Start the Remote (R) and network printer services by specifying the appropriate command, host name, and parameters or qualifiers in one command line. If you specify the service command only (RCP, RSH, RLOGIN, PRINT, LPQ, or LPRM), the service prompts you for the information required for the command. The PRINT command supports remote printing using TCP/IP protocols and supporting the DCL PRINT qualifiers, with a few exceptions and additional features, as explained in Section 6.1.

When you enter the FINGER command without any host or user information, the command displays information about users on your local system. To display information about remote users, you need to specify the remote host name. For more details and options, see Chapter 7.

To start MAIL and then send a message to a user on another internet host, simply start OpenVMS Mail as you normally do, and use the SEND command with the Internet address of the remote host. OpenVMS Mail uses the SMTP protocol to send the mail. (See Chapter 5 for details about exceptions and alternatives.) For example:

MAIL> send [Return]
Subj: FINAL EXAMS [Return]


1.4 Command Syntax

Use the following rules when you type a command line:

  • OpenVMS and UNIX command syntax
    Most command descriptions specify both a DCL syntax and a UNIX syntax. You can, therefore, use command lines in either syntax. For example, the following two command lines achieve the same results:

    TELNET> open bentley
  • Keyword abbreviations
    You can abbreviate commands and qualifiers to the fewest number of characters, usually three, that uniquely identifies the keyword. For example, the following two command lines achieve the same results:

  • Quotation marks
    Due to differences in OpenVMS and UNIX command syntax, some commands require quotation marks for selected keywords. These requirements apply to case sensitivity, slashes, and certain special characters (such as &, =, and \).
    UNIX is case sensitive; UNIX host names, user names, and passwords are usually lowercase. Enclosing them in quotation marks preserves the correct casing. For the requirements for individual services, see the discussions about quotation marks in the following chapters:
  • Names and addresses
    Unless otherwise stated, whenever you specify a host on a command line, you can use its host name, a fully qualified domain name, or its IP address. The following examples show two ways to enter the TELNET command to connect to host VENDOR at IP address

    Connected to VENDOR.
    Escape character is '^]'.
    UNIX V5 (vendor.goods.igcorp.com)


    $ TELNET
    Connected to
    Escape character is '^]'.
    UNIX V5 (vendor.goods.igcorp.com)
  • File and directory names
    When you specify OpenVMS directory names and file names, follow OpenVMS file specification rules, as explained in the OpenVMS documentation. Likewise, when you specify UNIX directory names and file names, follow UNIX file specification rules, as explained in the documentation supplied with the UNIX system.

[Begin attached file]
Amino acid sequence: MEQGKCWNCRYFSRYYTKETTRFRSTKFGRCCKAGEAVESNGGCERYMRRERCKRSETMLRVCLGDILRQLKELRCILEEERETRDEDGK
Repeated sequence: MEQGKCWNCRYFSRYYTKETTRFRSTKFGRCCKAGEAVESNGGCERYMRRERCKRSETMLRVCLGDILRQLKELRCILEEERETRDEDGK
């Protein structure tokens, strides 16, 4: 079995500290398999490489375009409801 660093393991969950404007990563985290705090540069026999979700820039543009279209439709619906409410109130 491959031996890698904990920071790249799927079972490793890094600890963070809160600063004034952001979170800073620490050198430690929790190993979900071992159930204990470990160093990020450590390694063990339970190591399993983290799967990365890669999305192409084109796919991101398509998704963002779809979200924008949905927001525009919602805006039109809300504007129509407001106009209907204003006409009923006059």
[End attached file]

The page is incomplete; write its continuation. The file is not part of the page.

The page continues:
• Multiple values for parameters
    To specify multiple values for command parameters, such as host names and directories, follow these guidelines:
    • Separate elements with commas.
    • Wildcards are valid.
    • A space between multiple elements is optional.

    The following FTP GET command copies the files PROJ1.TXT and GROUP1.TXT, using a comma to separate the file names in the command line:


    The following FTP GET command uses the asterisk (*) wildcard to copy all files starting with the letters "PROJ1":

    FTP> GET PROJ1*.*
  • Multiple values for qualifiers
    To specify multiple values for qualifiers, enclose them in parentheses as follows:
    /qualifier=(value1,value2, value3)
    For example, the following LPRM command deletes three jobs from a remote print queue:

    $ LPRM EST_4_1997_Q /ENTRY=(555,556,558)
  • Numeric values
    Unless stated otherwise, all values are decimal.
  • Braces and brackets
    Command format descriptions in this manual include elements that are enclosed by braces and brackets. You should understand the meaning of the braces and brackets:
    • Braces ( { } ) --- Indicate that you must specify at least one of the enclosed values. Each element is either listed on a separate line or separated by vertical bars (|). Occasionally, you may need to specify all of the enclosed values (this case is always noted).
      The command SET MODE requires you to specify either CHAR or LINE.
    • Brackets ( [ ] ) --- Indicate that the enclosed values are optional.
      Example 1:
      The last two parameters for the TELNET CONNECT command are enclosed in brackets, which means they are optional. In this example, the port can be specified without a terminal type, and the host without a port.
      CONNECT host [ port [terminal_type ] ]
      Example 2:
      The format of the RSH command shows that all the qualifiers and the remote_command parameter are optional.
      RSH host
      [ /EIGHTBIT ]
      [ /ESCAPE_CHARACTER=character ]
      [ /LOG_FILE=file ]
      [ /[NO]LOWERCASE ]
      [ /PASSWORD=password ]
      [ /[NO]SYSERROR ]
      [ /TERMINAL_SPEED=n ]
      [ /TERMINAL_TYPE=type ]
      [ /USER_NAME=remote_user_name ]
      [ remote_command ]

1.5 Online Help

You can access most of the introductory material in this manual on line by entering the following command:

$ HELP TCPIP_Services